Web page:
The Prime Minister's office flatly denied reports of a Cabinet split over the aircraft project. Treasury sources, however, confirmed that if Germany does pull out 'all options are open', while the Ministry of Defence rubbished suggestions that Britain would be better off buying the United States F-22 or going in with the French Rafale.
Michael Heseltine, President of the Board of Trade, also denied any split, saying that as the Cabinet had yet to receive advice on the project's future, 'it is not possible to be split about it'.
However, the man who in 1986 resigned as Secretary of State for Defence over Westland said on ITN that there plainly would be options and he hoped the Cabinet would reach a decision 'in the best interests of the defence capability of this country and of the British industry that serves it'.
The projects' backers say cancellation of the project would cost an estimated 30,000 to 40,000 jobs, dispersing high-technology skills.
Both the Ministry of Defence and the Prime Minister's office emphasised that the Germans have yet formally to notify a decision to pull out, despite last Tuesday's decision by the ruling coalition parties to do so. Mr Rifkind, who is to meet Volker Ruhe, his German opposite number, on Monday, will be seeking to establish what Mr Ruhe has meant by saying he wants a 'cheaper, lighter' aircraft. Suggestions that the production phase of the aircraft could be put back a year to ease German budget difficulties or that the Germans could take a less expensively equipped version have not been ruled out.
However, Spain - which, along with Italy, has a part in the four-nation project - cast a further shadow over the project on Thursday when its defence ministry said it too wanted cost reductions.
John Townend, chairman of the Conservative backbench finance committee, said that if two countries pulled out cancellation 'would be the only course'.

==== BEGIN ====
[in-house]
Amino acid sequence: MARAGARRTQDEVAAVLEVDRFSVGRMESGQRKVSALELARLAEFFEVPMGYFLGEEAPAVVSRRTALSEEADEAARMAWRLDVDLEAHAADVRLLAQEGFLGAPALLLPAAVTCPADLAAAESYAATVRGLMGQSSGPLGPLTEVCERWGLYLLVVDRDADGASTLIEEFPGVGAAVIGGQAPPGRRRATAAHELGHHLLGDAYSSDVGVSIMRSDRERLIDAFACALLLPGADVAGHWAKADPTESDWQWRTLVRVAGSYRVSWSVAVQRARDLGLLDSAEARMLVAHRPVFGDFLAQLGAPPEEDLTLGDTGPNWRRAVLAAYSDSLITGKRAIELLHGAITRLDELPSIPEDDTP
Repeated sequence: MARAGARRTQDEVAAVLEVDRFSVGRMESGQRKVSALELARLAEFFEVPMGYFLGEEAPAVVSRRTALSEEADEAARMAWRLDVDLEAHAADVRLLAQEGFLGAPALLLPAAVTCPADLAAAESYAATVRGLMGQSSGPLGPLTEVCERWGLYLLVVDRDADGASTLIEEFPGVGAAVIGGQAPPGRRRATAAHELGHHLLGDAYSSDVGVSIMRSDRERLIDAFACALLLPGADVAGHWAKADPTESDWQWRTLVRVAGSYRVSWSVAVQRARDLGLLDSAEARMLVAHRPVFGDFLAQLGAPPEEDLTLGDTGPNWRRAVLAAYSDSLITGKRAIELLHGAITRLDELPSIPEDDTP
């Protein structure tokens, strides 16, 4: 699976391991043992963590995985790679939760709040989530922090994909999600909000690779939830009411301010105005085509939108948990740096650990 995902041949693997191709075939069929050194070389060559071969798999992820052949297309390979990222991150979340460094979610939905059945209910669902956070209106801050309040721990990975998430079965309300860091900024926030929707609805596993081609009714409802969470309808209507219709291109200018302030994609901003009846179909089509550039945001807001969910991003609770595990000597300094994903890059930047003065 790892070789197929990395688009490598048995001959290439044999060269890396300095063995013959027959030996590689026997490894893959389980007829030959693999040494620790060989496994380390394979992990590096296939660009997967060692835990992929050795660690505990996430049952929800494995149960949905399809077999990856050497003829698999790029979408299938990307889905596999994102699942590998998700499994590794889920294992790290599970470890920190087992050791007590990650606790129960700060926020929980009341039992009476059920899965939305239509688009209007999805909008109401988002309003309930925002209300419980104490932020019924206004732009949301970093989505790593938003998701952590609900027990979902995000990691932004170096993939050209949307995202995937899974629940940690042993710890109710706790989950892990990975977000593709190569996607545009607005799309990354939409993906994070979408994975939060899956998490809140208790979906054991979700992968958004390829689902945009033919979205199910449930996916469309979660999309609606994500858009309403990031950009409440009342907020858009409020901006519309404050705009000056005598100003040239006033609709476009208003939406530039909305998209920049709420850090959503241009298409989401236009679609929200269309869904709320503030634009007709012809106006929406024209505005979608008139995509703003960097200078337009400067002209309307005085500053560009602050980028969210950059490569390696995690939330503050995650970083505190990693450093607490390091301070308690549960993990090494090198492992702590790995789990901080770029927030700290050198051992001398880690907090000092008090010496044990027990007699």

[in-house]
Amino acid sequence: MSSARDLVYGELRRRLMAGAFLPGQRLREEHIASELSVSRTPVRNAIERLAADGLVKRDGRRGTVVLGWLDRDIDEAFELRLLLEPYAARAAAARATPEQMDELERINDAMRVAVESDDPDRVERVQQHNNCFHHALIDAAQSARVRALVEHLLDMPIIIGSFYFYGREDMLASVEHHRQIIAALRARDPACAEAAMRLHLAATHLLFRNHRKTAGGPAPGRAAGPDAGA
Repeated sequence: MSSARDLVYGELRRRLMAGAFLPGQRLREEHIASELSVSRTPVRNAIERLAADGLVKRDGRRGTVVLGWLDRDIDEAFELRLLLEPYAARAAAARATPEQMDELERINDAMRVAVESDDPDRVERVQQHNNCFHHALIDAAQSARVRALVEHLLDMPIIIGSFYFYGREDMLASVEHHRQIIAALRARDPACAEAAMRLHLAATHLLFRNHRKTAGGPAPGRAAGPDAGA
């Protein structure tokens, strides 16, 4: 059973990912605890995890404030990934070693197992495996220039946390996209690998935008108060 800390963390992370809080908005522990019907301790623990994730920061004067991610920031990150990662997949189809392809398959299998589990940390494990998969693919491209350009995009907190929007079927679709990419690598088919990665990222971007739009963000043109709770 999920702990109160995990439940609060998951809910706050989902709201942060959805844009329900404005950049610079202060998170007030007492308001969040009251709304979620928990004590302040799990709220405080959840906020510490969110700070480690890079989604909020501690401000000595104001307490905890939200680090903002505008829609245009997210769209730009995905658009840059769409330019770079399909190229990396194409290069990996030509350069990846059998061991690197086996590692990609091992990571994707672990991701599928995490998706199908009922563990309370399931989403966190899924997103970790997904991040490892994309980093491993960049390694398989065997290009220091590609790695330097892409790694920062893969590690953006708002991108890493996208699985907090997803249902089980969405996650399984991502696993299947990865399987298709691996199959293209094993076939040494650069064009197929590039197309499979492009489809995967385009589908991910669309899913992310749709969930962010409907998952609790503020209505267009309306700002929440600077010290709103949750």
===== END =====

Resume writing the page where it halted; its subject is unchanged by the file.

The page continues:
Treasury sources themselves said that cancellation would save nothing this year and little over the three-year planning cycle, as the tooling-up costs for production arise only towards the end of that period. But Alan Clark, who until the general election was Minister of State for Defence Procurement, responsible for the project, said: 'The Treasury have always been against it and have always been trying to do it down.'
Foreign alternatives might be cheaper, he said on BBC radio. 'But the Treasury do not take into account the industrial capability, the wealth that's generated in England instead of overseas purchasing, the employment potential and the whole long-term need to retain these skills and capability in this country'.
That view would plainly be shared by Mr Heseltine. At the launch of his reorganisation of the DTI into industrial sectors, including one for aerospace, he said: 'I prefer the British option.'
The Ministry of Defence remained bullish about the project, officials saying the American alternative was almost three times as expensive and five years behind, while the French version did a different job and also cost more.
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